Date
Victim
Victim Age
River
Section
Location
Gage
Water Level
Difficulty
Cause
Cause Code(s)
Injury Type(s)
Factors Code(s)
Experienced/Inexperienced
Private/Commercial
Boat Type
Status

Accident Description


LOCAL BOATER A VICTIM OF THE ARKANSAS
"Rapid #4" near Buena Vista, Colorado: June 12, 1991
Volume: High (Gauge 3.5 - 4.0 ft); Gradient 84 ft/mi
Classification: V

SUMMARY: On June 12, 1991 a strong team of local paddlers planned a run down the "Numbers" section of the Arkansas at high water. At Rapid #4 the victim, Joe Groff, flipped while playing the large hole at the top of the drop and did not roll up. Despite a heroic effort on the part of one of his friends to get him to shore, he never regained consciousness.

DESCRIPTION: The "Numbered Drops" of the Arkansas form the basis for one of the country's premier whitewater runs. At the 3.5-4.0'level (measured at the Rapid #1 bridge; approximately 2200 cfs) the river offers big class IV-V rapids. The rapids are quite continuous at this level, and rescuing a helpless paddler is at best difficult.

Groff was running with a strong group of local paddlers. Like them, he was very familiar with the river. Rapid #4 has a large hole at top left; the group scouted the drop and Groff decided to try to punch it. He was caught, surfed, and flipped violently before being spit out. Although in set-up position, he never rolled. With most of the group occupied with playing upstream, it was left to one paddler, Doug Ragan, to chase him down and snowplow him to shore. This he did in the big waves which followed, getting him ashore in the brief respite between rapids #4 and #5. Ragan started CPR at once, but he was not successful in bringing him back.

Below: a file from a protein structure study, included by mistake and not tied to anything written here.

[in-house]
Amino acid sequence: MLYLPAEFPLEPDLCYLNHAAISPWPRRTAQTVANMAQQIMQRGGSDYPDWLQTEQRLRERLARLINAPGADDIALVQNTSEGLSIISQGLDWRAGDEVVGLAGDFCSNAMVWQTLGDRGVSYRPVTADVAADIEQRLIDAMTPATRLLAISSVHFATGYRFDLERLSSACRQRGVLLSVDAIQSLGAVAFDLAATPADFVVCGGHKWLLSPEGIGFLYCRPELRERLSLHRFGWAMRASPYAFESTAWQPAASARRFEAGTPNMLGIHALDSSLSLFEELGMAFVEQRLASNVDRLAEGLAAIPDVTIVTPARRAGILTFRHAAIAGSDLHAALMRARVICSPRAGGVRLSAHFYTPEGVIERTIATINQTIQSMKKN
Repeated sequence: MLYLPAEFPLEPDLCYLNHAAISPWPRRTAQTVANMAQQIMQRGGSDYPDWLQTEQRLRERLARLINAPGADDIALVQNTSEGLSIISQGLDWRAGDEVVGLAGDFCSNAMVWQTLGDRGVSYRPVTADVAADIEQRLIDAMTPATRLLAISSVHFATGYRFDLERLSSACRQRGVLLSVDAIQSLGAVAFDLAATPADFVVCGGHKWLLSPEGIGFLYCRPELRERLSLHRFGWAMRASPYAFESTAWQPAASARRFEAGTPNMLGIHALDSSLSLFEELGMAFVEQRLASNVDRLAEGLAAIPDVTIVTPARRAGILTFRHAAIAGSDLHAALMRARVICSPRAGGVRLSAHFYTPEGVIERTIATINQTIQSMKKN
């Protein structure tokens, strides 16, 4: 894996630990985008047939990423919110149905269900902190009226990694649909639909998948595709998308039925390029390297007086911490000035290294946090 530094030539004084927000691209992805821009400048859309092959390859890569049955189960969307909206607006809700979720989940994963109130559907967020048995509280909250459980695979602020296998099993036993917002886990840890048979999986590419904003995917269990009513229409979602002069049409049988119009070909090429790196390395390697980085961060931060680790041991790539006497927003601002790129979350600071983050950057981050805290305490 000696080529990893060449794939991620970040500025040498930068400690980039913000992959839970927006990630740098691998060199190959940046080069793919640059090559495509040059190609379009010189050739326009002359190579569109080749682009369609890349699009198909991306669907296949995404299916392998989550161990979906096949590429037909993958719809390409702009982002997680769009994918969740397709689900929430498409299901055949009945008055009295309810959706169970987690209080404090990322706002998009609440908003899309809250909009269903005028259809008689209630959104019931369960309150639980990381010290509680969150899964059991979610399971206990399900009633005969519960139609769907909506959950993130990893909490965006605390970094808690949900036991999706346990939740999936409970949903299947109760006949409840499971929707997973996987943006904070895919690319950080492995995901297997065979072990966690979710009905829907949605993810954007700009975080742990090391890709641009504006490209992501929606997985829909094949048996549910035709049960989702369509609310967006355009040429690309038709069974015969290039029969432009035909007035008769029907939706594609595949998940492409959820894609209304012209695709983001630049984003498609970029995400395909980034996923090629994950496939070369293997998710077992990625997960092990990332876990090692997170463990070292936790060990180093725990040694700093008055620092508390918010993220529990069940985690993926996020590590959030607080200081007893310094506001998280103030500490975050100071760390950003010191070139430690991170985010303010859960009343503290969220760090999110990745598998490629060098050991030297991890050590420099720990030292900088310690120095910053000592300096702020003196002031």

SOURCES: Ric Alesh, Colorado Whitewater Association;  Steve Reese, Arkansas Headwaters Recreation Area; Doug Ragan

ANALYSIS:

1) I am unclear as to why the victim, a strong paddler, did not roll up or bail out. There was no evidence of head injury, and Ragan noticed no struggle. Indeed, it initially seemed like Groff was just "hanging out", waiting for an opportunity to roll. He may have held his breath too long; the water was extremely cold, and some sort of laryngospasm can't be ruled out.

2) Rescuing an unconscious paddler under these conditions is extremely difficult even for a strong paddler. Bailing out and swimming over to the victim and pulling him out of his boat was, under these conditions, simply too risky. Doug Ragan made the rescue single-handedly and must be com- mended for his outstanding effort. Perhaps a rescue PFD or a towing system could have been attached to the victim, but this has not been proven under actual conditions yet.

3) I'm not clear as to why the group became split as it did, but it's questionable whether any extra manpower could have made much difference.

CONCLUSIONS:

Flush-drownings are not uncommon when high water adds to the risks of running fast, continuous rivers. This danger, and the difficulty of rescue, must always be kept in mind when scouting or planning similar runs, especially in the West. (CW)